OTS 2008-9, Conservation and development in Tropical Countries: Insights and Implications Course Brochure ( 164 kb )
Dates: May 24 30, 2008
LIM. Carolina Mauri
Coordinator Environmental Policy Program
Assistant Environmental Policy Program
With Support from
OTS Senior Staff:
Dr. Liana Babbar
April 4th, 2007
Application form ( 136 kb )
Map ( 101 kb )
Organization for Tropical Studies
OTS-8, Environmental Science and Policy Program
Over 150 countries have at least half of their land mass in the Tropics and these represent more than 40% of the world’s population. Most tropical countries are considered “developing” - many have rapidly growing populations, have natural resource/commodities-based economies, and host the majority of the world’s species and remaining wildlands. These countries encompass a wide variety of socio-economic, political, geographic and ecological circumstances but all will experience changes in population and economic development, some profoundly so, and this means changing demands upon local, regional, and global natural resources and systems with attendant issues, innovations, and trade-offs.
Since 1988 OTS has offered an intensive, one-week course designed for professionals whose work affects public policies relevant to environment and development in the tropics. The 15-20 participants include staff from the U.S. Senate and House of Representatives, Congressional Committees, U.S. Government Departments and Agencies, and the private sector (including not-for-profit organizations and businesses).
The course uses Costa Rica as a base for examining a range of issues related to the balance of economic development and the use, management and conservation of nature. An enhanced technical understanding of tropical natural systems, pressures upon these and the resultant strategies and choices employed in Costa Rica provides a basis for consideration of global relevance. Site visits, lectures, readings, and meetings with Costa Rican experts are oriented around a set of themes that illustrate ecological principles and explore the economic, political, and social factors shaping resource use and conservation. The general themes covered in recent courses have included:
- Function, status and conservation of biological diversity (species, ecosystem levels)
- Environmental services and payments (e.g., ecotourism, watersheds, carbon sequestration)
- Climate change, role of forests, and impacts on biodiversity
- Parks, protected areas, and wildlife policy
- Land use change, corridors, and habitat fragmentation
- Tropical forest ecology, management, and use.
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Participants travel extensively in Costa Rica by chartered bus visiting a variety of sites selected to illustrate a range of topics. The course covers a lot of material in a short time, so each day is fully-scheduled with an early start. Safe and comfortable accommodations include both hotels and biological research stations - participants should be prepared for shared sleeping quarters and bathrooms and some lack of privacy. Flexibility, congeniality, and a good sense of humor are essential qualities. Days will include some hiking, heat and humidity, mosquitoes, a few long bus rides, new foods, and other rigors of travel and first-hand learning. Bringing just the right items can make all the difference, so please check the information on preparing for the trip and a brief introduction to Costa Rica. Preliminary Program. ( 110 kb )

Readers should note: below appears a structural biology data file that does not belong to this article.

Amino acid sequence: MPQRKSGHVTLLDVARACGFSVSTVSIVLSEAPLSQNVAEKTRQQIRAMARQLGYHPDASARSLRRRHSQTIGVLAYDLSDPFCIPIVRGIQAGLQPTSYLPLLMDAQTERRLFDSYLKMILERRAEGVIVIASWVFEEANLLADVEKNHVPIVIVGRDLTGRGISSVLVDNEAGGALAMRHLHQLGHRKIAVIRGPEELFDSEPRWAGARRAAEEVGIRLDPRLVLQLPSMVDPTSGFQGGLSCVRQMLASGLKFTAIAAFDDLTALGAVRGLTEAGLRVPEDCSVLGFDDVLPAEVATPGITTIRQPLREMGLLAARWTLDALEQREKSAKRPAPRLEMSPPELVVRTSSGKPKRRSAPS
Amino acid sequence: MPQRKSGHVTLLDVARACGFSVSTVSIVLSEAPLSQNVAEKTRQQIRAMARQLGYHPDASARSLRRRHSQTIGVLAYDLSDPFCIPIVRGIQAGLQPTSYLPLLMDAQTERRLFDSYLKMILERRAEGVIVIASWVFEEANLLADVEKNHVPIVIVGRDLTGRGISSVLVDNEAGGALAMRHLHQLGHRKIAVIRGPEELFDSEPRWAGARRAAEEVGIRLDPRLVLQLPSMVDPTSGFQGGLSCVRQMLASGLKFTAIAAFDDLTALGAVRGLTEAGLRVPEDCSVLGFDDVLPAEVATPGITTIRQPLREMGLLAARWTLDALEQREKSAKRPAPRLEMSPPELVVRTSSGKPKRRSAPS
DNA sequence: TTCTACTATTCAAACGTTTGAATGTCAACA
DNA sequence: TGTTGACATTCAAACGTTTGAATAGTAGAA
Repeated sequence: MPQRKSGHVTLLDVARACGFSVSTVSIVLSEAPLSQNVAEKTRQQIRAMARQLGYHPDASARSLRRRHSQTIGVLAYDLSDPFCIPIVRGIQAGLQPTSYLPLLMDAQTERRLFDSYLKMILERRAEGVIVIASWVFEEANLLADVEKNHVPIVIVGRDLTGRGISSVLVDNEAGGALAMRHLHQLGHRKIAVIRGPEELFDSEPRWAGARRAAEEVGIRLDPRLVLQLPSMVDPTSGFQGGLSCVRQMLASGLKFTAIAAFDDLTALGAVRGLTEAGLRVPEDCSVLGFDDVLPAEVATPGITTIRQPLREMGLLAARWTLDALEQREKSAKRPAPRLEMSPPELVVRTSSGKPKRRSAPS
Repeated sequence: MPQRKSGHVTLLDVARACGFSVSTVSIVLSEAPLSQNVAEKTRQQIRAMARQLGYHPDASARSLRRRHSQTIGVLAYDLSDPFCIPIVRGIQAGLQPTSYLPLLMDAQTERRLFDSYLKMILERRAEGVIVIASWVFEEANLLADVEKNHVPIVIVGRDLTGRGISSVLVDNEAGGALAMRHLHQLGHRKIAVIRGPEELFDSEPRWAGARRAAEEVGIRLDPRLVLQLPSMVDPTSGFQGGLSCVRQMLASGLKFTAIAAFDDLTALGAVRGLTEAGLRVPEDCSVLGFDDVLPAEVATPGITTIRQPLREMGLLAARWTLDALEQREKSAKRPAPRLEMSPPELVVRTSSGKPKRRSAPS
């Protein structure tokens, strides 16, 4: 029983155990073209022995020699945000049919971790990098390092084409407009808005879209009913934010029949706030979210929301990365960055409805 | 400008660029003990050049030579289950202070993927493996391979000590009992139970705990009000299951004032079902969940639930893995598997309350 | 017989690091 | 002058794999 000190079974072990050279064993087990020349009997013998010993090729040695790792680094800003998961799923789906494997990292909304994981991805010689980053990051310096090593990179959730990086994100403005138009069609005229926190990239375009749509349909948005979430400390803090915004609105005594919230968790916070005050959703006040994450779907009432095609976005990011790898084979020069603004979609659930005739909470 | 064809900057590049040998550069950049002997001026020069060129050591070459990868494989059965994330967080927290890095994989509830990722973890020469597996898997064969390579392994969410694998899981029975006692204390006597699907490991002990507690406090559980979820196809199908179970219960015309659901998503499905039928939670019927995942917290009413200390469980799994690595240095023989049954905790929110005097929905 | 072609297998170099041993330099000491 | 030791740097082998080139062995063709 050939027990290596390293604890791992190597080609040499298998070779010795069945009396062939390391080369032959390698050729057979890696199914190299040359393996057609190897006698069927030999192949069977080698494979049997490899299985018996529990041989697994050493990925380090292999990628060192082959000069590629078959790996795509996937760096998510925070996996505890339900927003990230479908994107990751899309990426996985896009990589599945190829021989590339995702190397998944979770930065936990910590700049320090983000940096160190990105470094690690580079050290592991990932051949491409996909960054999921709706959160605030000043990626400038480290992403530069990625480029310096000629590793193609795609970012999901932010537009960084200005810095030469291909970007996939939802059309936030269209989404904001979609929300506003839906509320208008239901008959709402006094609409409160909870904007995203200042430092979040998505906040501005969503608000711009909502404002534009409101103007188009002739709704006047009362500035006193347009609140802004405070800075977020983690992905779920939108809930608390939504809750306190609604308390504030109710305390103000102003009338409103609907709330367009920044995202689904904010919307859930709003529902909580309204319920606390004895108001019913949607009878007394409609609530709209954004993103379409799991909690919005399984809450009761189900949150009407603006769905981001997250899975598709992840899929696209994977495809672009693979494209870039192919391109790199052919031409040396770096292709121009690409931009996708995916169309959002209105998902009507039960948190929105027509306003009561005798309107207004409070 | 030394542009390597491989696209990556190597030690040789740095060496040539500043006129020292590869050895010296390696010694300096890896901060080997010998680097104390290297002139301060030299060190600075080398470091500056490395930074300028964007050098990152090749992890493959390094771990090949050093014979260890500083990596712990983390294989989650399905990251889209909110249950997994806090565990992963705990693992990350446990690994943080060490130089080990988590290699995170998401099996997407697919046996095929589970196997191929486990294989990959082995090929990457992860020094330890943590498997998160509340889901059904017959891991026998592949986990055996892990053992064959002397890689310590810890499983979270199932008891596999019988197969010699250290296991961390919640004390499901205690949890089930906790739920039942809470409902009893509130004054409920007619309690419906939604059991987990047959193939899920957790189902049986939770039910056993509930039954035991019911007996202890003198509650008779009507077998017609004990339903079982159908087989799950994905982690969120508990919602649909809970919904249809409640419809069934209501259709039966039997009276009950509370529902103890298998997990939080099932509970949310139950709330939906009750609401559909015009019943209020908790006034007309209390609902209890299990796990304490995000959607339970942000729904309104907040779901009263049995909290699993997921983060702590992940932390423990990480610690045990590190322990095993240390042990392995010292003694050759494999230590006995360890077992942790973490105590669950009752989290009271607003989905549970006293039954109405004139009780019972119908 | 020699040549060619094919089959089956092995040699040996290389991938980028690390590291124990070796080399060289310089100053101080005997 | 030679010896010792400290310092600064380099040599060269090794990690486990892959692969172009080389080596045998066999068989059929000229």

The course relies heavily on expert faculty from within Costa Rica. Two course coordinators (Carolina Mauri and Karol Barboza) will remain with the course from start to finish and have overall responsibility for leading the course (with support from Dr. Liana Babbar of OTS).
Participants usually are individuals whose work affects or has the potential to affect natural resource use, management or conservation, particularly in the tropics. The course does not require a background in science. Typically, participants are nominated by alumni or OTS affiliates however OTS does consider other interested professionals. See contact information below for more information.
Applications are brief and cover elements such as your reasons for wanting to attend the course, contact information, and allergy/food preference information. Applications must be accompanied by a current version of your resume, curriculum vitae, or a biography that includes educational degrees earned, areas of study, and employment history. Applications can be downloaded ( 136 kb ) .
Deadline for applications is April 4th, however early submission is recommended as space is limited and acceptances are made on an ongoing basis.
This list provides information on the preparations you need to make to attend the course. It also includes some basic information on Costa Rica, a packing list, and such rules of thumb as:
Download the list here ( 35 kb )
- Don’t pack more than you can carry 100 yards
- Assume you will be able to do laundry at least once and pack accordingly
- Make sure you have a passport and it has at least 6 months until expiry
Financing and scholarships
The Course is funded in equal parts through a grant from the US Fish & Wildlife Service, Division of International Conservation and OTS. To help defray the costs of the course a tuition of $3000 per person is charged. Participants from the corporate sector are expected to pay full tuition and provide their own air travel to and from Costa Rica. Partial and full scholarships are available to other participants and granted by OTS on a case by case basis. Congressional staff are exempt from paying tuition and travel.
For more information contact:
LIM Carolina Mauri
cmauri @ ots.ac.cr
OTS coordinator, Environmental Policy Program
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